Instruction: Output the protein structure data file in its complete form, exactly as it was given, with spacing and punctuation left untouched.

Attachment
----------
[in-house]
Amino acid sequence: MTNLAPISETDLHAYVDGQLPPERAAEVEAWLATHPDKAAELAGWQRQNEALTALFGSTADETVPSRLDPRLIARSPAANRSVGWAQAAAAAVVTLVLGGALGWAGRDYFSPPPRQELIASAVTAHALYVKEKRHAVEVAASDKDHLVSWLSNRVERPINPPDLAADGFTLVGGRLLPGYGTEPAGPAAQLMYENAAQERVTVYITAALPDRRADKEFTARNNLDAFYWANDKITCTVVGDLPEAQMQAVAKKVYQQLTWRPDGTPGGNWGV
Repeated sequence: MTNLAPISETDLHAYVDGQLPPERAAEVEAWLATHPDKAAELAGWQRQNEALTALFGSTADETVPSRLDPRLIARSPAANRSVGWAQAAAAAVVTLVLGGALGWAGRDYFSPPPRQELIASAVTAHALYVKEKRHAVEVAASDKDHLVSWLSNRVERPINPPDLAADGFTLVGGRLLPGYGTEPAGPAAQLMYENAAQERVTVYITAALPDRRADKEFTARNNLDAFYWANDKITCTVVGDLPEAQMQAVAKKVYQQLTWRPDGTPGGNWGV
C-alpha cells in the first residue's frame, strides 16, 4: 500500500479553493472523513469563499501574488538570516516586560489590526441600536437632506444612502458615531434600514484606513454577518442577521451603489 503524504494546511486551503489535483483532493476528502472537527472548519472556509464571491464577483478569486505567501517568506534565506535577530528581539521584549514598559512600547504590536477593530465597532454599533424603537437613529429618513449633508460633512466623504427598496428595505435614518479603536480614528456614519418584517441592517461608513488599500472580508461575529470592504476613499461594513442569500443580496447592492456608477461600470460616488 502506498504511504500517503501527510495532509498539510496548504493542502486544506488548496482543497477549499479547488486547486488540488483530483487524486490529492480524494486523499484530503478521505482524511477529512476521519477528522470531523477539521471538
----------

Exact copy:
[in-house]
Amino acid sequence: MTNLAPISETDLHAYVDGQLPPERAAEVEAWLATHPDKAAELAGWQRQNEALTALFGSTADETVPSRLDPRLIARSPAANRSVGWAQAAAAAVVTLVLGGALGWAGRDYFSPPPRQELIASAVTAHALYVKEKRHAVEVAASDKDHLVSWLSNRVERPINPPDLAADGFTLVGGRLLPGYGTEPAGPAAQLMYENAAQERVTVYITAALPDRRADKEFTARNNLDAFYWANDKITCTVVGDLPEAQMQAVAKKVYQQLTWRPDGTPGGNWGV
Repeated sequence: MTNLAPISETDLHAYVDGQLPPERAAEVEAWLATHPDKAAELAGWQRQNEALTALFGSTADETVPSRLDPRLIARSPAANRSVGWAQAAAAAVVTLVLGGALGWAGRDYFSPPPRQELIASAVTAHALYVKEKRHAVEVAASDKDHLVSWLSNRVERPINPPDLAADGFTLVGGRLLPGYGTEPAGPAAQLMYENAAQERVTVYITAALPDRRADKEFTARNNLDAFYWANDKITCTVVGDLPEAQMQAVAKKVYQQLTWRPDGTPGGNWGV
C-alpha cells in the first residue's frame, strides 16, 4: 500500500479553493472523513469563499501574488538570516516586560489590526441600536437632506444612502458615531434600514484606513454577518442577521451603489 503524504494546511486551503489535483483532493476528502472537527472548519472556509464571491464577483478569486505567501517568506534565506535577530528581539521584549514598559512600547504590536477593530465597532454599533424603537437613529429618513449633508460633512466623504427598496428595505435614518479603536480614528456614519418584517441592517461608513488599500472580508461575529470592504476613499461594513442569500443580496447592492456608477461600470460616488 502506498504511504500517503501527510495532509498539510496548504493542502486544506488548496482543497477549499479547488486547486488540488483530483487524486490529492480524494486523499484530503478521505482524511477529512476521519477528522470531523477539521471538